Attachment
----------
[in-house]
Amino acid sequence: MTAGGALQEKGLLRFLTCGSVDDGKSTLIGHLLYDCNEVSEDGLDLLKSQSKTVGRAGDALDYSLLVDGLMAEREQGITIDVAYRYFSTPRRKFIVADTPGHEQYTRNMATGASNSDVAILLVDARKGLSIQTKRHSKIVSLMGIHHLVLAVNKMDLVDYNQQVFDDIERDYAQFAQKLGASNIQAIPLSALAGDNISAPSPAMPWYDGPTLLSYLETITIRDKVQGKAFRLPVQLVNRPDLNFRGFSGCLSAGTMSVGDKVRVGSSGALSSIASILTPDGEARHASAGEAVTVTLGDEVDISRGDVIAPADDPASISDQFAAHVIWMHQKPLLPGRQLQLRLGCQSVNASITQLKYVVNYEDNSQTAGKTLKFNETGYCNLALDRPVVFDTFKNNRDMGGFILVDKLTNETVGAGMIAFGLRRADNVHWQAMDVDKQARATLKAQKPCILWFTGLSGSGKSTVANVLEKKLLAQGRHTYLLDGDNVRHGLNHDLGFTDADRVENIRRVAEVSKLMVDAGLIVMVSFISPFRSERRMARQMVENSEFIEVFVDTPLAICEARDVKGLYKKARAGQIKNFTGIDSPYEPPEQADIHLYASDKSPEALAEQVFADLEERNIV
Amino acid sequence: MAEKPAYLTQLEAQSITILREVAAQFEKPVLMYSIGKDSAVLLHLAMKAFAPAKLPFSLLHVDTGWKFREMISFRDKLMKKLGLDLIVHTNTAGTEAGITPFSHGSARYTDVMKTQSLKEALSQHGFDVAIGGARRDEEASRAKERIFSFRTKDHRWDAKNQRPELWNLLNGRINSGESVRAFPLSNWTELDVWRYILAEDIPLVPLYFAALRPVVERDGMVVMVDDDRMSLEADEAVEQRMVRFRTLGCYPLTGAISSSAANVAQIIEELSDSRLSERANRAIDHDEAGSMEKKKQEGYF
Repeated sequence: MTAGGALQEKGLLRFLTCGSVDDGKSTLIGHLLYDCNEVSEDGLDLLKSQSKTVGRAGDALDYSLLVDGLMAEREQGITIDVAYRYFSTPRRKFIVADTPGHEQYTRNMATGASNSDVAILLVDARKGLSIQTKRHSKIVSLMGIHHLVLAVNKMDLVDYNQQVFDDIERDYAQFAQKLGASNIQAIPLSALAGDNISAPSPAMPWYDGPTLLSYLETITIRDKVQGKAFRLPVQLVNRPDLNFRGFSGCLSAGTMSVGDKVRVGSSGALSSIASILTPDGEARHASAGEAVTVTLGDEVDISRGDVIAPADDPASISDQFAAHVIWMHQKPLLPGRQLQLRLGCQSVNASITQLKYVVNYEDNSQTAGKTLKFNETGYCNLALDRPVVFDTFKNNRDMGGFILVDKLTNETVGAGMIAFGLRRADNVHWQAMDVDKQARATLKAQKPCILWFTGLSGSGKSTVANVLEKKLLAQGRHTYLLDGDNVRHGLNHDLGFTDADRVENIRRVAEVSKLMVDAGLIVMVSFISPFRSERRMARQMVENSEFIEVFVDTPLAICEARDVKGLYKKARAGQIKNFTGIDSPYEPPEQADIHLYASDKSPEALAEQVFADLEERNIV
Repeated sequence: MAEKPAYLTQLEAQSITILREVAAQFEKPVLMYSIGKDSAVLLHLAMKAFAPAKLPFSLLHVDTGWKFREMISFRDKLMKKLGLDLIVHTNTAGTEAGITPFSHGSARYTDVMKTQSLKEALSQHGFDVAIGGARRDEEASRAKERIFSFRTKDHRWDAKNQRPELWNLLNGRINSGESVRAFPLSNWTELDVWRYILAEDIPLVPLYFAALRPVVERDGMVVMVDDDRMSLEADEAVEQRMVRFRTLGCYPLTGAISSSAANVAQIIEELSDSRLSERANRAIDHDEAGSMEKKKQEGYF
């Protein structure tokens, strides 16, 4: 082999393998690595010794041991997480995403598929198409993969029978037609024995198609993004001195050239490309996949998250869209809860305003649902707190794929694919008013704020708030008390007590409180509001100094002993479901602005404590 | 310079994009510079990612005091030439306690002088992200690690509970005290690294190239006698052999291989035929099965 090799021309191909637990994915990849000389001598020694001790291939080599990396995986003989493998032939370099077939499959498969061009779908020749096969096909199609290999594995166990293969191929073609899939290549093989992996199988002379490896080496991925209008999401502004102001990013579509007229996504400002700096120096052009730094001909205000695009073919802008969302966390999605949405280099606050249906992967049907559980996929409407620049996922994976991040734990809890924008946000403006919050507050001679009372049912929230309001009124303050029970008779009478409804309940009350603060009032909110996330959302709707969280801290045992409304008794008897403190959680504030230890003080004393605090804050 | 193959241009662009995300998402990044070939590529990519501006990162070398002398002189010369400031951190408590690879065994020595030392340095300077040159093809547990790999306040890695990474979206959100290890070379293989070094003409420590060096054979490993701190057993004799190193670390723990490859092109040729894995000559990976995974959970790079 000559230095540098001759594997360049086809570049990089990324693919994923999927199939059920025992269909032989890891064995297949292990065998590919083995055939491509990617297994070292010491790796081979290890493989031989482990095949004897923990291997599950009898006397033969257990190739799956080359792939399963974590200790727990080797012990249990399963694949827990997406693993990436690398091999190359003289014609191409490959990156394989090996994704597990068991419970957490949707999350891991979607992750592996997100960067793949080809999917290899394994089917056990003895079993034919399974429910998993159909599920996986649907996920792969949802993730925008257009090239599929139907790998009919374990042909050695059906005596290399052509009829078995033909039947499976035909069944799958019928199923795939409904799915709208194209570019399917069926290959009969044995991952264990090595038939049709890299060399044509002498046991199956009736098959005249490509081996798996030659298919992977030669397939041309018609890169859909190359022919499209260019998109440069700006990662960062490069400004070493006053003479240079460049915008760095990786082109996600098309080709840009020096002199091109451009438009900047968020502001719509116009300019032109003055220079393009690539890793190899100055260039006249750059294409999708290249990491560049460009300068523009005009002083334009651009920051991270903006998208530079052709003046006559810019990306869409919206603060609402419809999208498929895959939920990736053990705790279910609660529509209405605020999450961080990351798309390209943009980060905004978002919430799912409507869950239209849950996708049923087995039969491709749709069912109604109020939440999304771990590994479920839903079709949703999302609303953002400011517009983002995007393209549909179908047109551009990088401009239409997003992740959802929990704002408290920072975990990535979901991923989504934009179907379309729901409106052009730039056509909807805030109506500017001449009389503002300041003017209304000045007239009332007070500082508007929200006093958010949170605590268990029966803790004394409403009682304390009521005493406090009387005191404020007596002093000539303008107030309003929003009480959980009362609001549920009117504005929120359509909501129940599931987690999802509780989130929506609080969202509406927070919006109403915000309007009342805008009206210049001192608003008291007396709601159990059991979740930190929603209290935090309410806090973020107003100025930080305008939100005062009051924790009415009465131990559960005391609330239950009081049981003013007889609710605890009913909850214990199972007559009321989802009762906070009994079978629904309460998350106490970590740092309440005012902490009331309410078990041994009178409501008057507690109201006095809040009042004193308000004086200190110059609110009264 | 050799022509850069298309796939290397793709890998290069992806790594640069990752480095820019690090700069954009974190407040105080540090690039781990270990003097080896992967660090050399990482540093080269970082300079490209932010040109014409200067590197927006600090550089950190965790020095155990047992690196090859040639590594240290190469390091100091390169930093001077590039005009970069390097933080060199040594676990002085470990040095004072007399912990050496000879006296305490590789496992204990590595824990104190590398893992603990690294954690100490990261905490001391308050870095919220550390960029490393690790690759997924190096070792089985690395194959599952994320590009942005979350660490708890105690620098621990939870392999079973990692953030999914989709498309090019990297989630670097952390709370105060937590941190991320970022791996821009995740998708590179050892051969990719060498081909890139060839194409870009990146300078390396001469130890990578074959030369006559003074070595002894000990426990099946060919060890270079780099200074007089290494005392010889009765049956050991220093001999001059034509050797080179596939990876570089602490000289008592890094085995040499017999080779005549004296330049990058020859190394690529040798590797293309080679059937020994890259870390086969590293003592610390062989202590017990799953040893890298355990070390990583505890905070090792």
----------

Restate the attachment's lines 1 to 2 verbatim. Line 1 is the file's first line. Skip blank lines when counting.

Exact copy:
[in-house]
Amino acid sequence: MTAGGALQEKGLLRFLTCGSVDDGKSTLIGHLLYDCNEVSEDGLDLLKSQSKTVGRAGDALDYSLLVDGLMAEREQGITIDVAYRYFSTPRRKFIVADTPGHEQYTRNMATGASNSDVAILLVDARKGLSIQTKRHSKIVSLMGIHHLVLAVNKMDLVDYNQQVFDDIERDYAQFAQKLGASNIQAIPLSALAGDNISAPSPAMPWYDGPTLLSYLETITIRDKVQGKAFRLPVQLVNRPDLNFRGFSGCLSAGTMSVGDKVRVGSSGALSSIASILTPDGEARHASAGEAVTVTLGDEVDISRGDVIAPADDPASISDQFAAHVIWMHQKPLLPGRQLQLRLGCQSVNASITQLKYVVNYEDNSQTAGKTLKFNETGYCNLALDRPVVFDTFKNNRDMGGFILVDKLTNETVGAGMIAFGLRRADNVHWQAMDVDKQARATLKAQKPCILWFTGLSGSGKSTVANVLEKKLLAQGRHTYLLDGDNVRHGLNHDLGFTDADRVENIRRVAEVSKLMVDAGLIVMVSFISPFRSERRMARQMVENSEFIEVFVDTPLAICEARDVKGLYKKARAGQIKNFTGIDSPYEPPEQADIHLYASDKSPEALAEQVFADLEERNIV